We get asked a lot about our writing habits. So your Writing Excuses hosts spend the whole ‘cast discussing their schedules, their work environments, and the things they do to make themselves more productive while keeping themselves creative. Peace and quiet? Clothing? Distractions? Pants? We answer these questions and more. Will any of this work for you? You tell us! The comments are a great place to discuss.
All three of your Writing Excuses hosts include a measure of violence in their written work. So Brandon, Dan, and Howard decide to clear the air a little bit.
Why do we write about violence? What does it bring to a work of fiction, and what challenges does it pose? Is there a morally appropriate way to write about violence? How does it impact the theme of your work? Is there a difference between writing about violence and writing comedic mayhem?
Writing Prompt: Have some fun in the worst possible way. Write a scene that has an extremely violent sequence that glorifies the violence and then write a scene dealing with the consequences.
For the first time in eleven episodes, we have a “normal” one. No special guests, no special locations, and no new format tricks. This episode grows out of Howard’s ignorance – remember back in Episode 10 when Howard called “can of worms” on “theme?” Well, we open the can for this entire episode.
What is theme? Is it something the author must consciously include? Is it something the reader must successfully identify? How can writing to a particular theme help your work? How can it hurt? How can writers avoid thematic pitfalls? We discuss examples from other writers, and from our own work (especially Brandon’s.)
This week’s Writing Excuses is brought to you by Dave Farland’s Novel-Writing Workshop.
Writing Prompt: Write a short story that has no theme. No deeper meaning. Nothin’.
Dave Wolverton joins us for a third and final episode, and the Writing Excuses team pumps him for information before letting him escape. We find out why he uses two names (David Farland and Dave Wolverton), how to name characters, and why writers don’t jump between genres much. Dave discusses the state of the genre-fiction publishing business, and prognosticates a bit on its future. As a special treat, Dave explains how he broke into the industry, so be the first to listen to that bit and get a leg up on everybody else with this proven (and slightly bloody) strategy.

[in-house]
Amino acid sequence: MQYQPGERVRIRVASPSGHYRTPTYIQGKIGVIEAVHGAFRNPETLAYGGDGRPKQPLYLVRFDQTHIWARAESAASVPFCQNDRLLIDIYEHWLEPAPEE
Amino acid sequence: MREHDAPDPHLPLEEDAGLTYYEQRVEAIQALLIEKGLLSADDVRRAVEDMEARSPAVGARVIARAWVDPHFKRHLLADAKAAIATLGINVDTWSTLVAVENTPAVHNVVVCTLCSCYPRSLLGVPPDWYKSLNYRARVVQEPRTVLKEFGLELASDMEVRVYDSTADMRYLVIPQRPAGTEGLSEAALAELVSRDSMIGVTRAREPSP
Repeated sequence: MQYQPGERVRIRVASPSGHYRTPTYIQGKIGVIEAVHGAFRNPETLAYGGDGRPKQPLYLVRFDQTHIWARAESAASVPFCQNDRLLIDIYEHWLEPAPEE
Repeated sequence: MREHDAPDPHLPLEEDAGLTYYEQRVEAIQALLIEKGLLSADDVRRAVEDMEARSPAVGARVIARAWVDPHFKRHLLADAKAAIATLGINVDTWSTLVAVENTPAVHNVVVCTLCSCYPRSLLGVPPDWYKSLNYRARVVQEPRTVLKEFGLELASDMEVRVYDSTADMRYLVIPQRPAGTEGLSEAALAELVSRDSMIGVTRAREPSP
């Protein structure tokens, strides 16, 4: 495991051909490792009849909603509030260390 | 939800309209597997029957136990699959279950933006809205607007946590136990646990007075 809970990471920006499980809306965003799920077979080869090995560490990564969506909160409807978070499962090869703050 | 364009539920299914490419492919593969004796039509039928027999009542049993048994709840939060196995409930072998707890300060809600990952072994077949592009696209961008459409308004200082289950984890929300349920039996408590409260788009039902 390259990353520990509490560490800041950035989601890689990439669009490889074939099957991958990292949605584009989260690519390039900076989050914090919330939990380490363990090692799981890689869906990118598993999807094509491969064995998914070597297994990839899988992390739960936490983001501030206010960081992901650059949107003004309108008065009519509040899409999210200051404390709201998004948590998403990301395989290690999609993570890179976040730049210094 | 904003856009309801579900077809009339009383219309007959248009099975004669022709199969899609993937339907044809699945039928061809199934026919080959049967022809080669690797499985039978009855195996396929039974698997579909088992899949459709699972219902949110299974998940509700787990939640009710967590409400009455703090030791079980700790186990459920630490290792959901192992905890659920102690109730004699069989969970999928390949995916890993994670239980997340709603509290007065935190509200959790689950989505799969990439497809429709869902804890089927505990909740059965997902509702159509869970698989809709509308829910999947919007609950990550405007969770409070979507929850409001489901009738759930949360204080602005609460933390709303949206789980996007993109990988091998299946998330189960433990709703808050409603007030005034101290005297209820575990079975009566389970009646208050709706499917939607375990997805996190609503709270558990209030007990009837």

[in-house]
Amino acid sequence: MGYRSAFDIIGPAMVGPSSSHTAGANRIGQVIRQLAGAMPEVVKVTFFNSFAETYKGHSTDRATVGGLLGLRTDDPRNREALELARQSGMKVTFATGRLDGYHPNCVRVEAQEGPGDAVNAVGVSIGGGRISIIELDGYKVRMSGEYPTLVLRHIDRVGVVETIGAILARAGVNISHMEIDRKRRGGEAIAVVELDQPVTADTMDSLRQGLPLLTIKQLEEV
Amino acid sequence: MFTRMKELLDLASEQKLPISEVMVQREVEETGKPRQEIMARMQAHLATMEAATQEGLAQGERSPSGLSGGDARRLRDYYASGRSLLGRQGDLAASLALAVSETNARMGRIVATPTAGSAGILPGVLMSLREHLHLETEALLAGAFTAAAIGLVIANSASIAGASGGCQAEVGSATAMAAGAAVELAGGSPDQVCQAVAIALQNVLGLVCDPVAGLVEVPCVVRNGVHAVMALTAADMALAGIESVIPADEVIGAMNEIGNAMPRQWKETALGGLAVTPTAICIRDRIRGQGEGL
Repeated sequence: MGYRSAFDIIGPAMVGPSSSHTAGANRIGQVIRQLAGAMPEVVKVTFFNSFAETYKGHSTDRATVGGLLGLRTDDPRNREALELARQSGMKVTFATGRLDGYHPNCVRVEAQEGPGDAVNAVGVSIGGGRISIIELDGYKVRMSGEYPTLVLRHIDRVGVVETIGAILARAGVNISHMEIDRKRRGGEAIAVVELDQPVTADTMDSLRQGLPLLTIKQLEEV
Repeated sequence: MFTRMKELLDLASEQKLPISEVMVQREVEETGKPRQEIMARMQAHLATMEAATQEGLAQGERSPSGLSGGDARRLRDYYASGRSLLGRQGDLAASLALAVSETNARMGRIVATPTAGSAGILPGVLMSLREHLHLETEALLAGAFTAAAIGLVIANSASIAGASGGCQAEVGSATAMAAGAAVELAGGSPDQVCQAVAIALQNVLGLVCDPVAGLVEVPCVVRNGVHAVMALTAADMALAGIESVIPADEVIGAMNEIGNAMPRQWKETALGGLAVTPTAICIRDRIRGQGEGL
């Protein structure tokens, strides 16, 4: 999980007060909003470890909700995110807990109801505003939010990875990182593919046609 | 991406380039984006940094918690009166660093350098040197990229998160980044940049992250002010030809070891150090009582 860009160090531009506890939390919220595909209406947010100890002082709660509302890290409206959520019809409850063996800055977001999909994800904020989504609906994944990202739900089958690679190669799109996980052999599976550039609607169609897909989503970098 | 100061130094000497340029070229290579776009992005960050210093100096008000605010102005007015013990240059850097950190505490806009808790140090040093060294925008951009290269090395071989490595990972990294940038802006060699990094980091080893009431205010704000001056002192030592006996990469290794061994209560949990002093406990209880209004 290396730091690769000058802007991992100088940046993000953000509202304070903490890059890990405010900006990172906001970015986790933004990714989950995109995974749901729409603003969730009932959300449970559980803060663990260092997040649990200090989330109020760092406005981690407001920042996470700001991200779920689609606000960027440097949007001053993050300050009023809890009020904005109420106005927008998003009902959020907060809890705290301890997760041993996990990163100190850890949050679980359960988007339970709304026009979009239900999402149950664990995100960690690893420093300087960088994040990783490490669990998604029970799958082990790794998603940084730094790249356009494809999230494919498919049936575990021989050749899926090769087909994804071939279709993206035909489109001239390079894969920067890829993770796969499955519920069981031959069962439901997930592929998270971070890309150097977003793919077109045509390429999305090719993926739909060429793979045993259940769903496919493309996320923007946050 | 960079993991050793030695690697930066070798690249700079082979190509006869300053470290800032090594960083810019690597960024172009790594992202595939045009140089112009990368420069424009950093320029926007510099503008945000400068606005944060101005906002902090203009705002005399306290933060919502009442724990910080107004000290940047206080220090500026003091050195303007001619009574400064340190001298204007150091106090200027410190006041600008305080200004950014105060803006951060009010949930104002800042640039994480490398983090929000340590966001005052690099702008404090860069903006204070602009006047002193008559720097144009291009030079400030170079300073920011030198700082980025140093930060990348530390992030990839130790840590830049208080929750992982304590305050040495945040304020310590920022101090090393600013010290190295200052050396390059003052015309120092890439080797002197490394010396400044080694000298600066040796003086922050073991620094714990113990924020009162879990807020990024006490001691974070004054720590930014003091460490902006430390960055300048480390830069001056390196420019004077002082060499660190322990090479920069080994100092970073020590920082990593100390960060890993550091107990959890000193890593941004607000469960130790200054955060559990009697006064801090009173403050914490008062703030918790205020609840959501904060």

Writing Prompt: Juan and Gregorio Watanabe are in medieval England–and they belong there. Explain why.
Dave Farland, aka Dave Wolverton again joins the Writing Excuses team, and helps us discuss boredom. Specifically, we cover how to deal with it, how to go about writing those “boring parts” that come between the exciting bits that fuel your writing passion.
We talk about skipping ahead, switching viewpoints, following the pain, and trying to do this in a first-person narrative. And for an episode that claims to be about the “boring parts” this one is fairly action-packed.
Writing Prompt: Kill the main badguy in every chapter.
This week (and for the following two weeks) the Writing Excuses crew is joined by author Dave Wolverton, who also writes under the name David Farland. This week’s topic? ROMANCE. What can four adult males possibly have to say about the subject? The answer: We tell you absolutely everything we know in just sixteen minutes and fifty-one seconds. And there was time left over in there to stick in an advertisement.
This week’s Writing Excuses is brought to you by Rokit Fuel. That ad Howard recorded was powered in part by two bags of the stuff. They sent us samples, and we plowed through them like a tornado through a trailer park.
And now, the Writing Prompt: Your character walks into a room and sees three people whom he or she could end up with. You don’t know which one it will be. Keep the reader guessing (and interested!)